fuck yeah sex education




Sex Positive and Body Positive educational place. Includes information about different relationships, genders, sexuality, sexual preferences, safety precautions and everything else that could pertain in the education of sex. Accepting of all walks of life.
If you have any questions, feel free to ask on my ask site: http://fyseq.tumblr.com/ask, though check out http://fuckyeahsexeducation.tumblr.com/FAQ!


Children’s books on Child Sexual Abuse

There are a lot of children’s books on child sexual abuse that can be found in bookstores, online, and in libraries and are used by parents, teachers, and therapists. It can be difficult to tell where to start. Unfortunately there is no cut and dry answer. Every child is different and every adult is different. What may work well for one person may not work well for another. Here are some tips:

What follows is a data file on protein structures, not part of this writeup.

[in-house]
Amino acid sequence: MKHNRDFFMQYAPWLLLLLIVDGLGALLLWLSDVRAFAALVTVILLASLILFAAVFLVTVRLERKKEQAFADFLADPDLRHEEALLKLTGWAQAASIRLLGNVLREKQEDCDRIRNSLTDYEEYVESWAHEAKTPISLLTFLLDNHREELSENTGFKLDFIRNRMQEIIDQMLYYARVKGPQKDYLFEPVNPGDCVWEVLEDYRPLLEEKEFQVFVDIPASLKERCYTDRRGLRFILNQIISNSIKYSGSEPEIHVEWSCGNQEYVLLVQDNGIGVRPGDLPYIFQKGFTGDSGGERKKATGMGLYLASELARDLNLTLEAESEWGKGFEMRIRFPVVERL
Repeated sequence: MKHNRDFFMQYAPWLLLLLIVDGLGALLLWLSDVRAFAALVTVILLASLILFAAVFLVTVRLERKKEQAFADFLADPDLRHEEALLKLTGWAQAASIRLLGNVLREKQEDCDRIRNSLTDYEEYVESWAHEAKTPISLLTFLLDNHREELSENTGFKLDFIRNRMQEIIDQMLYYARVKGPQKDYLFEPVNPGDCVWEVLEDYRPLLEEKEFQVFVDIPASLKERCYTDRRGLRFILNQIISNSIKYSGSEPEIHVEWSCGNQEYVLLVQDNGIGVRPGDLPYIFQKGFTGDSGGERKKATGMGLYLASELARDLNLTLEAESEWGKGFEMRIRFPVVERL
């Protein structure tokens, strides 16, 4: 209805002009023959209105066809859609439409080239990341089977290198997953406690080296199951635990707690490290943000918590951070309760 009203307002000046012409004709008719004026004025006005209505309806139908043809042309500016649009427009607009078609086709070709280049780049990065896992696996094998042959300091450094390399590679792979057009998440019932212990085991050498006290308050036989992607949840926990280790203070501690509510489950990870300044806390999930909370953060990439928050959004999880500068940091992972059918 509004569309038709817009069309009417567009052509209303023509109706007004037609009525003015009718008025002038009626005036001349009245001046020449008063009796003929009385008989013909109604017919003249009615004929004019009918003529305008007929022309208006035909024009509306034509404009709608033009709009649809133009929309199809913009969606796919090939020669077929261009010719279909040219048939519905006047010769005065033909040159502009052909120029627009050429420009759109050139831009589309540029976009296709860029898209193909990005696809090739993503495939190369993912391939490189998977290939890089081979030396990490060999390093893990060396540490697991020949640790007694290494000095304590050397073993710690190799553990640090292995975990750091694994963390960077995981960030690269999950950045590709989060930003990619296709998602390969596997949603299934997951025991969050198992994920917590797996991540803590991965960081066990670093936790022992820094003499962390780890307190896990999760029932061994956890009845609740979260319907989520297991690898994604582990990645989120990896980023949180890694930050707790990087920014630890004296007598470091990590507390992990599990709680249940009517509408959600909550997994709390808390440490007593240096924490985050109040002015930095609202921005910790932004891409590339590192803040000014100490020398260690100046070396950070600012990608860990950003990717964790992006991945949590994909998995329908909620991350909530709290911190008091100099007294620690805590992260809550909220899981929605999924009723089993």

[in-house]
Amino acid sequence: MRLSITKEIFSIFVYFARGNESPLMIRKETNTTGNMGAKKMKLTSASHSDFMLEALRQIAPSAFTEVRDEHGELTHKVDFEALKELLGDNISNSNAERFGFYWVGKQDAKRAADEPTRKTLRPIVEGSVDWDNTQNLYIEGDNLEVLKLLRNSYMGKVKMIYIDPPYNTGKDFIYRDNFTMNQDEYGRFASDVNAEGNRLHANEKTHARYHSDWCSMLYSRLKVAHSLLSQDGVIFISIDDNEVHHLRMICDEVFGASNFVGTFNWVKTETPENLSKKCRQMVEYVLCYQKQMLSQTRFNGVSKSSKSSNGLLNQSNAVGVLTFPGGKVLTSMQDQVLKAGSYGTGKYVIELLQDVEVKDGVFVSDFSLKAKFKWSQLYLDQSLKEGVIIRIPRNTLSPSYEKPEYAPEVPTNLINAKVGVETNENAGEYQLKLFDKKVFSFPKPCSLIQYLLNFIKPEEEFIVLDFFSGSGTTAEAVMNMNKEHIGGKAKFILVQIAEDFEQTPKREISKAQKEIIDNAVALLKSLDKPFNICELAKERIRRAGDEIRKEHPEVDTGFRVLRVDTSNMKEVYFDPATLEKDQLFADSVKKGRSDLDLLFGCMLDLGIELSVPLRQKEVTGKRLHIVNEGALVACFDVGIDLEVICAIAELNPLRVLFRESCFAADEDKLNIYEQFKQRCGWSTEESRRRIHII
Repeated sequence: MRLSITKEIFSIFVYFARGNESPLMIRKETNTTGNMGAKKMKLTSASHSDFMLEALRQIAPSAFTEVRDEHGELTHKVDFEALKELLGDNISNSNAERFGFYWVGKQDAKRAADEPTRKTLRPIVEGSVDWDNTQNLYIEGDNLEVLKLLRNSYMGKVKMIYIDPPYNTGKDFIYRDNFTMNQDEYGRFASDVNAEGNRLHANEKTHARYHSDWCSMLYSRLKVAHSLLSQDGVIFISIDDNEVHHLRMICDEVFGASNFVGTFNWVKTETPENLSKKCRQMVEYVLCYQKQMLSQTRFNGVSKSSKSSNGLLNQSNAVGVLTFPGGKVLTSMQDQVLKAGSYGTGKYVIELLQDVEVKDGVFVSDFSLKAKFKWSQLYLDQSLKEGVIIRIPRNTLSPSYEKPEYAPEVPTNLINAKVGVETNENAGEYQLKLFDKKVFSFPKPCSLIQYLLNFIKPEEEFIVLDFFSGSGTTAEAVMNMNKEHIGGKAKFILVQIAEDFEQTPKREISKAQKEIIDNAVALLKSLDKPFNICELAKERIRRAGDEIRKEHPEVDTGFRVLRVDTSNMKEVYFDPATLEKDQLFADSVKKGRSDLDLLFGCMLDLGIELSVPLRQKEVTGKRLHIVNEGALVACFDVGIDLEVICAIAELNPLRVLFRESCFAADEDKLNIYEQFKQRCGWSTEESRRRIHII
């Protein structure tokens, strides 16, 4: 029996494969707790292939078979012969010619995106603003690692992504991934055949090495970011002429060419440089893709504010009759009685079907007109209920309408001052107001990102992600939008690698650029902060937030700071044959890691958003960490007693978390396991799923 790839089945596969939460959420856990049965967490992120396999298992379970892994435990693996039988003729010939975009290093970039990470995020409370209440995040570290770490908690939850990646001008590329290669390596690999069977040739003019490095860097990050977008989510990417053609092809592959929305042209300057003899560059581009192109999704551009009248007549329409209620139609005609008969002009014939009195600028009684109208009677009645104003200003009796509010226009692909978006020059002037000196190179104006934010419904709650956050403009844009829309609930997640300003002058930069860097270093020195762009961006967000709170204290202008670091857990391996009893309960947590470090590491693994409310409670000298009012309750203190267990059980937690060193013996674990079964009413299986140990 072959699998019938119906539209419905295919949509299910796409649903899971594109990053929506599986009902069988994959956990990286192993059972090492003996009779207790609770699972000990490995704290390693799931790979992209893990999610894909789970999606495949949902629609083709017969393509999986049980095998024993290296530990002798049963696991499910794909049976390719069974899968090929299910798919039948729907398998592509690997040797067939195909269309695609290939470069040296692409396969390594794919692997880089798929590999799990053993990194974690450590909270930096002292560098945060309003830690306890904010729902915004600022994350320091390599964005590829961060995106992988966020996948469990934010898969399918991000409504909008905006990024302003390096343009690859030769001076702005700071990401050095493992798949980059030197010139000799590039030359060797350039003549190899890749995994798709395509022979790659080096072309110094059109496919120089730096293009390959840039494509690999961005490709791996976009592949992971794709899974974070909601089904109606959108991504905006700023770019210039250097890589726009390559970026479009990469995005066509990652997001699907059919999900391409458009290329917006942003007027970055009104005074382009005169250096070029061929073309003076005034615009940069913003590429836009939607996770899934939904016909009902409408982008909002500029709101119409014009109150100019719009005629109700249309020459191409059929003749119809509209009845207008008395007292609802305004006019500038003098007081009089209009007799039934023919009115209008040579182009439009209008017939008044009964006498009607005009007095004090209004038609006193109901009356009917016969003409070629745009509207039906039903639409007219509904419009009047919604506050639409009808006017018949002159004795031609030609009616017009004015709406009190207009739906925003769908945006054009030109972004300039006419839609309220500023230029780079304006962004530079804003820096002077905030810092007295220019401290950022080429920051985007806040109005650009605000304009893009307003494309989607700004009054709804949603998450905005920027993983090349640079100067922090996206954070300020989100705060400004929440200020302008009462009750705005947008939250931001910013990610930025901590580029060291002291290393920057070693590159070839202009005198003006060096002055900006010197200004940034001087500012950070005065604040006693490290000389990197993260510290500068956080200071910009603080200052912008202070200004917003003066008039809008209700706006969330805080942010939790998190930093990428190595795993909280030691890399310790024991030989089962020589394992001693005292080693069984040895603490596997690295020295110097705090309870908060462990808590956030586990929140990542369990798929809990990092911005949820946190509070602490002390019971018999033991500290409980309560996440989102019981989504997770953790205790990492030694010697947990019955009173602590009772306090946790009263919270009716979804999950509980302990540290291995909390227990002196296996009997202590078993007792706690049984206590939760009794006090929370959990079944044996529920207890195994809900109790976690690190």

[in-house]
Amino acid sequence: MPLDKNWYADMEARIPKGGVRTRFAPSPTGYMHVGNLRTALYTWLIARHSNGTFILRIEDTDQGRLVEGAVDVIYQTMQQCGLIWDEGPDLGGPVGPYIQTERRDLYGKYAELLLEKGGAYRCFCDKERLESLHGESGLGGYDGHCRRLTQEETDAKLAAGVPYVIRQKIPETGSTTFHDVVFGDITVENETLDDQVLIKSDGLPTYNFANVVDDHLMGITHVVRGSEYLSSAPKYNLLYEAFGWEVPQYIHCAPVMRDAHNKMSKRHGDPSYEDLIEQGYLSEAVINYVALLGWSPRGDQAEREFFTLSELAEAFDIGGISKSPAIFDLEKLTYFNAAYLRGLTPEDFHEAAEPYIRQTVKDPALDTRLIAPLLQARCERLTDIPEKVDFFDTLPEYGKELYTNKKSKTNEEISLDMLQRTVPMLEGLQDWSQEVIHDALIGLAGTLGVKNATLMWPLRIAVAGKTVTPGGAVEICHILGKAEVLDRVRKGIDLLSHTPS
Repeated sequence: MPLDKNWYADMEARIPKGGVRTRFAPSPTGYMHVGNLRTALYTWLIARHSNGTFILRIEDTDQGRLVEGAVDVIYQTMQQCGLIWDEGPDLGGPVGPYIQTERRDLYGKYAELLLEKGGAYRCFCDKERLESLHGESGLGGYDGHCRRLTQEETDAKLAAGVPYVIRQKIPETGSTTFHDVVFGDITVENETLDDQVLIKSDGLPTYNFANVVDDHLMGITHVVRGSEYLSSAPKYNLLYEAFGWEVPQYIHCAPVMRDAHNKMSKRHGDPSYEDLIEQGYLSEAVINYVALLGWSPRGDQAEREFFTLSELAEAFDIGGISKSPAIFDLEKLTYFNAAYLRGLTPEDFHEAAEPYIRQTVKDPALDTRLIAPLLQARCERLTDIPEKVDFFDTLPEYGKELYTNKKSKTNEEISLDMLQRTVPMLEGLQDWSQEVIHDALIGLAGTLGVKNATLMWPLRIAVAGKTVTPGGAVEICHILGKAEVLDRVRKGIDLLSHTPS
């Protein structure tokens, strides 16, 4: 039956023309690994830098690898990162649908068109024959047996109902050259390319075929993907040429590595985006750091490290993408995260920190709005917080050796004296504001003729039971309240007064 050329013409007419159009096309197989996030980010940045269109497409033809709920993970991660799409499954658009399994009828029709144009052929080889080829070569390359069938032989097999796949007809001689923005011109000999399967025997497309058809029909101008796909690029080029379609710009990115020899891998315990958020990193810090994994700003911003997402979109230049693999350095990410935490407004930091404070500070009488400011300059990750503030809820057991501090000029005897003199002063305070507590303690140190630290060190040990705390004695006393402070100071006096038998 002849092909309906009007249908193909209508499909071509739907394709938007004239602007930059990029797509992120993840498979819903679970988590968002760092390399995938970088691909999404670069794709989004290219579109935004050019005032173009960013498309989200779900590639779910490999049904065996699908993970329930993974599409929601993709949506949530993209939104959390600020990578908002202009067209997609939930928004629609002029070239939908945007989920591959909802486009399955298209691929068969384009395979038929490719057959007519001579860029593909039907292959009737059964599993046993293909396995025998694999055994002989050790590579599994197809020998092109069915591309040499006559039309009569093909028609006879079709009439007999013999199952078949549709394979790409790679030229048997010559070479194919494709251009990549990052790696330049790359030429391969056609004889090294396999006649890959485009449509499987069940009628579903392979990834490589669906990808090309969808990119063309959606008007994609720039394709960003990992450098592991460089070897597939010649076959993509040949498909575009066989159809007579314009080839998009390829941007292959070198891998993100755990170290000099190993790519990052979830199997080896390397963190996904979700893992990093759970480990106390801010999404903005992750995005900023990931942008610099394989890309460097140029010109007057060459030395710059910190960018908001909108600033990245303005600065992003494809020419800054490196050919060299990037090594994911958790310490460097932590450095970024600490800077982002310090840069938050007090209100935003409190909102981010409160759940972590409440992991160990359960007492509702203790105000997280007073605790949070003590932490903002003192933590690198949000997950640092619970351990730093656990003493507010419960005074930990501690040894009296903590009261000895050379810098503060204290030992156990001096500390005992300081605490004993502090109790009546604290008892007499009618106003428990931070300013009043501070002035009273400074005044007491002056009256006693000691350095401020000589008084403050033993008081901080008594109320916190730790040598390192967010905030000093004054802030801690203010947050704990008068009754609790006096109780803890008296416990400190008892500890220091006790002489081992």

Find something recommended for the child’s age group. A lot of books will include somewhere (either in the book or online information) what age group it is recommended to read it. For example, “Some Parts are Not for Sharing” by Julie Federico is good for as young as 6 months while I Can Play it Safe by Allison Feigh is recommended for ages 4-8. Also keep in mind that you know your child best. Your child may only have an attention span for short books, or your child may get really board with shorter and more simple books. A lot of older books like “My Body is Private” by Linda Girard aren’t very colorful which can be a turn off for a lot of young children. Vibrant and fun illustrations are a must for many children.